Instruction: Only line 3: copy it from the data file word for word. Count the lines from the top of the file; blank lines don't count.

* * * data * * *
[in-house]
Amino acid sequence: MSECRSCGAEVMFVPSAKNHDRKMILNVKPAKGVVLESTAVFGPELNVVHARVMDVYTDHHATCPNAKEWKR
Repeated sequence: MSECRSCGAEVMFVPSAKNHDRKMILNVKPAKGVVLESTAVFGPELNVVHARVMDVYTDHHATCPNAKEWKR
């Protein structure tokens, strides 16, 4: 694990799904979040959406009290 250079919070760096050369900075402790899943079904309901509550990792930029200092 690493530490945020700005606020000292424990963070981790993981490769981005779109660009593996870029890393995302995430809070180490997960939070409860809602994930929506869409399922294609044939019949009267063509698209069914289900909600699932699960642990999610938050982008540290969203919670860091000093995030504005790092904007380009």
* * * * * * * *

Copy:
Repeated sequence: MSECRSCGAEVMFVPSAKNHDRKMILNVKPAKGVVLESTAVFGPELNVVHARVMDVYTDHHATCPNAKEWKR